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Dharmic reasons to take part in BAM: No 3

On Thu, 21 May, 2015 - 20:52
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Munisha

Lokabandhu writes in his document Dharmic reasons to take part in BAM: “Although there may be some elements in the Buddhist consciousness that lead us to hold back (teachings on detachment, impermanence, our habit of ‘retreating’ etc), there is much in the Dharma encouraging us to get involved and to act with courage and active compassion. Here’s a selection from the scriptures and also sound-bites from individual Order members.

The Karaniya metta sutta encourages us to develop a heart of unbounded love “for those born and those yet to be born” so it seems that even the Buddha was encouraging us to include future generations in our metta! At present we are messing their world up.

Mokshini: “We talk about interconnectedness but we may be failing to join the dots and realise that life on earth is subject to conditions, and these conditions are breaking down now, this century.”

Listen to Mokshini’s talk “Altruism, Actually - Getting out and doing it”.

For Sahajatara, climate change equals suffering. She says “Try starting a conversation off with this question: ‘If climate change equals suffering, do we as members of a faith community have a duty to try to prevent it?”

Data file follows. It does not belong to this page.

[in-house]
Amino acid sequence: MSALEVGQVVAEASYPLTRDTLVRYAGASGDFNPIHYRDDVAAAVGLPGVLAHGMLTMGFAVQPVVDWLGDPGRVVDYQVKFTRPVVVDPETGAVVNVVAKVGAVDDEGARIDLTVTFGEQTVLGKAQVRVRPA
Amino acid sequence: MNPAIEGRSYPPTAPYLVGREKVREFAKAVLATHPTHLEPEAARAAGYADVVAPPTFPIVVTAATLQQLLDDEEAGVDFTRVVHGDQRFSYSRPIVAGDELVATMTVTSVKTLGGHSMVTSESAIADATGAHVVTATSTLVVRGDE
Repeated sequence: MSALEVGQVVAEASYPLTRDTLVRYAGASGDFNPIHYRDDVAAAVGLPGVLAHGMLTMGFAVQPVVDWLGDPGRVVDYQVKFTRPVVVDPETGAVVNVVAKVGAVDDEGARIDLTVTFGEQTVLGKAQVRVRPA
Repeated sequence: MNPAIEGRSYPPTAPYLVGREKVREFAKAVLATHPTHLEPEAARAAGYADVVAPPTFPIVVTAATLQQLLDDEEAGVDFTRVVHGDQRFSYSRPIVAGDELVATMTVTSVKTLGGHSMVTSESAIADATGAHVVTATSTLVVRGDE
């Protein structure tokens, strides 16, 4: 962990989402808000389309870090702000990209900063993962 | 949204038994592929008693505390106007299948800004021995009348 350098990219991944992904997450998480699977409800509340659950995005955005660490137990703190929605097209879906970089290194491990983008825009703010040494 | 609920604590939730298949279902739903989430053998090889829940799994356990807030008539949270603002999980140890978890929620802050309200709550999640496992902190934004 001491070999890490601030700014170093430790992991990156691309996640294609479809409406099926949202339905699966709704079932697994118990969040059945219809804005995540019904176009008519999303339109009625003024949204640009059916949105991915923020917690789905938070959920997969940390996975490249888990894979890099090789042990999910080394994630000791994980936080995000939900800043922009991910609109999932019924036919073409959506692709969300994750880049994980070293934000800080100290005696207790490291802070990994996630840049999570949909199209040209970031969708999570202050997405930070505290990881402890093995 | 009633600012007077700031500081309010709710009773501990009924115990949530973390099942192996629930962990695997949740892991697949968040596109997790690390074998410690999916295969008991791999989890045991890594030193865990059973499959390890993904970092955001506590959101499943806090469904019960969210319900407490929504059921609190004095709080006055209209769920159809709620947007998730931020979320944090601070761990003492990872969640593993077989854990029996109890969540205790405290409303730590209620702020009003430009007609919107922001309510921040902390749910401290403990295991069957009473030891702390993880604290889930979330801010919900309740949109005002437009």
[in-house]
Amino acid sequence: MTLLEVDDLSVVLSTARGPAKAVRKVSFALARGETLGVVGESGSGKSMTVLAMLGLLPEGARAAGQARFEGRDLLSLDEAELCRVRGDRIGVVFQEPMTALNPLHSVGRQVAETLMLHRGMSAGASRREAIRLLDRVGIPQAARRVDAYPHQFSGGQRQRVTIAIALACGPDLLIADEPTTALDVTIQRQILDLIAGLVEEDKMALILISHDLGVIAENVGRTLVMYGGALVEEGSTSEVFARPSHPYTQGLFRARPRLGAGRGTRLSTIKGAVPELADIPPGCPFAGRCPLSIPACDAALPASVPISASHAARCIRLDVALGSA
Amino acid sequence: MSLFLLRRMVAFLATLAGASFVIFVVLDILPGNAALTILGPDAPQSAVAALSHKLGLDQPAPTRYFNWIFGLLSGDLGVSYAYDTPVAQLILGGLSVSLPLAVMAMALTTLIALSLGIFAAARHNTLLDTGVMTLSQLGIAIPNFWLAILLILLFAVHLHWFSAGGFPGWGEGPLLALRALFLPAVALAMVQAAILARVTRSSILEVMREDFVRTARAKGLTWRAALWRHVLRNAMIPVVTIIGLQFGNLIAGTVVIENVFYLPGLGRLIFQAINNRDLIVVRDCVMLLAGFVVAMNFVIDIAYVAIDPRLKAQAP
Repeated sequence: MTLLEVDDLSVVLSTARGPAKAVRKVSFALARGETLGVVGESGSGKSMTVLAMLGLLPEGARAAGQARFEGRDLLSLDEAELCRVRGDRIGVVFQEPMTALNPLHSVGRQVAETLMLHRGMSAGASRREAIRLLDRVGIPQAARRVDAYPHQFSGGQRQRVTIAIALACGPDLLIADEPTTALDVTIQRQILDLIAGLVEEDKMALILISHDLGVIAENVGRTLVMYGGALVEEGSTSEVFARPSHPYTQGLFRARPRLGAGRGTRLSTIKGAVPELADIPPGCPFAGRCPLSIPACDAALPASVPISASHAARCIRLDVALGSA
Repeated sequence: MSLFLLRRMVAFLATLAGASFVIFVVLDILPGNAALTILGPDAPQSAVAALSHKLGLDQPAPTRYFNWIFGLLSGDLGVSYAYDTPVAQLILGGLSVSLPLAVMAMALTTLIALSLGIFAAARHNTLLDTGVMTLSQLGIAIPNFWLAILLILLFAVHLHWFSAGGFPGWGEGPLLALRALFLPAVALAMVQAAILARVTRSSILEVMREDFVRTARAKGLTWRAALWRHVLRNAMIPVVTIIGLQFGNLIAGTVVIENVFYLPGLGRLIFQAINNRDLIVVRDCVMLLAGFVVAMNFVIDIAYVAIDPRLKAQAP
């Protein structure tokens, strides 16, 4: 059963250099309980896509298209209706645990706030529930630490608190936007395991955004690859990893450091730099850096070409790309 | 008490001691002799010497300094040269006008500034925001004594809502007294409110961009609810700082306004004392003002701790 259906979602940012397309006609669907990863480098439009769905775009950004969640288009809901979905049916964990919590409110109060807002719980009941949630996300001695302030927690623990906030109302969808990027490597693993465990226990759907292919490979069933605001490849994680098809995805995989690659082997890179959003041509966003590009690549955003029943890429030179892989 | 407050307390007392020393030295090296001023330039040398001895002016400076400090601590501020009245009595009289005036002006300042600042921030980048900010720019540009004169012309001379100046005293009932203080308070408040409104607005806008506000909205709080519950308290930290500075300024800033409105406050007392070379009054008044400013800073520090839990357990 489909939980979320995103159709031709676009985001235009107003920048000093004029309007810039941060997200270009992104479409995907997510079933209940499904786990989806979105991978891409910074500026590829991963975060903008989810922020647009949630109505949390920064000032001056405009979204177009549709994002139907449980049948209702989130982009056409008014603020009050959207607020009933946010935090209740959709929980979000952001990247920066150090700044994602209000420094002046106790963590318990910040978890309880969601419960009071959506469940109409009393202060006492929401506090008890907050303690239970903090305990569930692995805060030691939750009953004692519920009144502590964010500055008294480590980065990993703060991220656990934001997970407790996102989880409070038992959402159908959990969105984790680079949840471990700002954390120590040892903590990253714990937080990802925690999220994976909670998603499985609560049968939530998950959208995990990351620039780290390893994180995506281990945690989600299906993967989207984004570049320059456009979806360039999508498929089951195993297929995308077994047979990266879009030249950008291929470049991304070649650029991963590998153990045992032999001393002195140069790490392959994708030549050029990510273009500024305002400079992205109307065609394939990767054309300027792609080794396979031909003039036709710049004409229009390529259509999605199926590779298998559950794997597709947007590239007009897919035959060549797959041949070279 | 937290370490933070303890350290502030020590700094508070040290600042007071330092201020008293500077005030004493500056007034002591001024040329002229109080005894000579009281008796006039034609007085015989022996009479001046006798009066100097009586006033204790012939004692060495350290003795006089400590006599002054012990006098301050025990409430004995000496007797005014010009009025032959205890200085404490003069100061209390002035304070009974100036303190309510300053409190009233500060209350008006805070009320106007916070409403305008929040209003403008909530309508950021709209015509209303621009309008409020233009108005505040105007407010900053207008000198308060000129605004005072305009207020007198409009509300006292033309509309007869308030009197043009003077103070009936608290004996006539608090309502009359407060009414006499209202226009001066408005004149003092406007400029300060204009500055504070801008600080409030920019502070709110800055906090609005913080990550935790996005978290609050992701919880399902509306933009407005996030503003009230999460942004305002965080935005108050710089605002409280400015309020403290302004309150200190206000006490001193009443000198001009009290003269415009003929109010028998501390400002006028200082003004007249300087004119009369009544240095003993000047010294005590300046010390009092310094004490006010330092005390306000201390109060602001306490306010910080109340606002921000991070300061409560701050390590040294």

Nandavajra writes “We have the vision of creating a ‘new society’ and the transformation of the world and surely that vision must address the very particular challenges that humanity is currently facing.” He also says “Although I make some effort to living a ‘low impact’ life I also recognise the forces of indifference and indolence in me and a strong resistance to deeper practical changes. How far am I prepared to speak up, agitate and act?”

Perhaps the near enemy of non attachment is detachment. A Dharmacharini commented: “I really loved the talks on the women’s National Order Weekend, but I was very struck by how the impression was thatit somehow existed in a sphere completely independent of what will be happening in the rest of society in 50 years’ time…”

Mitras Claire Morris and Bec Frost (national BAM workers for the Network of Buddhist Organisations UK in 2013 and 2014) link BAM with the Five Precepts:

  1. Loving-kindness: purchasing eco/ethical products
  2. Open-handed generosity: giving and sharing with others
  3. Stillness, dimplicity and contentment: de-cluttering
  4. Truthful communication: openly campaigning, “speaking truth to power”
  5. Clear and radiant awareness: learning ‘systems thinking’ ie feedback and interconnectedness
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